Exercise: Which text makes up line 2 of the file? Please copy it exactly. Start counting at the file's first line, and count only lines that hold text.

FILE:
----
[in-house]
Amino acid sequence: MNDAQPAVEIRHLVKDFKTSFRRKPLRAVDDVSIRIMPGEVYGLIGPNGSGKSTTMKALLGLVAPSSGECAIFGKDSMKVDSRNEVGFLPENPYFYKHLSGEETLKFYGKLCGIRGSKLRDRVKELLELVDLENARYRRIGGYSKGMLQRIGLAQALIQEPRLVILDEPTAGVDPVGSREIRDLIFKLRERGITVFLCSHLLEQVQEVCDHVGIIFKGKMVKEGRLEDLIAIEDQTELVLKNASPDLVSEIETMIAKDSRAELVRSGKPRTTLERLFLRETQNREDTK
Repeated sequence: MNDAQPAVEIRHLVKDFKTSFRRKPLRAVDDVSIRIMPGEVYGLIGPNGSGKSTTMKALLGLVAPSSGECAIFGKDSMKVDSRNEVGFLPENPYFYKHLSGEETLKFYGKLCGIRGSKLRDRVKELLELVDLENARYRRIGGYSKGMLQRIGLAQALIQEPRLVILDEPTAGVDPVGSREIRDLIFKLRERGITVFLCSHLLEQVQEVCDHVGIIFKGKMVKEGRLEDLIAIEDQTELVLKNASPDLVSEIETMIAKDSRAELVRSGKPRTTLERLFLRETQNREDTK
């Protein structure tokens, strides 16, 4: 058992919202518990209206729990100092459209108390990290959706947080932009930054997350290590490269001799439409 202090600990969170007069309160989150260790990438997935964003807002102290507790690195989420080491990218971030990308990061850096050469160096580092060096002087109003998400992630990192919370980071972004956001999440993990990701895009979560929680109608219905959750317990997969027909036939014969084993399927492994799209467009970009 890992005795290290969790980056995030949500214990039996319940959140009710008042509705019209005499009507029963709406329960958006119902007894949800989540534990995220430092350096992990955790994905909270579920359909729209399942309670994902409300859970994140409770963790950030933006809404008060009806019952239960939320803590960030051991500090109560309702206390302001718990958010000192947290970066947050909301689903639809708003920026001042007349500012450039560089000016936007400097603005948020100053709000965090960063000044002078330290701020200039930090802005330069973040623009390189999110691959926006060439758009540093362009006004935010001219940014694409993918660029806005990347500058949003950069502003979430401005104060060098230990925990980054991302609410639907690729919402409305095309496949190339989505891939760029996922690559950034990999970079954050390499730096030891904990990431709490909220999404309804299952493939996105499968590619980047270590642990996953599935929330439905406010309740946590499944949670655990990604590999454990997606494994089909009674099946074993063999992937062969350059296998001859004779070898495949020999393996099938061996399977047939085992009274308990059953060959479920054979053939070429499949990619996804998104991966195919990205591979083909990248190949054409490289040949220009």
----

Amino acid sequence: MNDAQPAVEIRHLVKDFKTSFRRKPLRAVDDVSIRIMPGEVYGLIGPNGSGKSTTMKALLGLVAPSSGECAIFGKDSMKVDSRNEVGFLPENPYFYKHLSGEETLKFYGKLCGIRGSKLRDRVKELLELVDLENARYRRIGGYSKGMLQRIGLAQALIQEPRLVILDEPTAGVDPVGSREIRDLIFKLRERGITVFLCSHLLEQVQEVCDHVGIIFKGKMVKEGRLEDLIAIEDQTELVLKNASPDLVSEIETMIAKDSRAELVRSGKPRTTLERLFLRETQNREDTK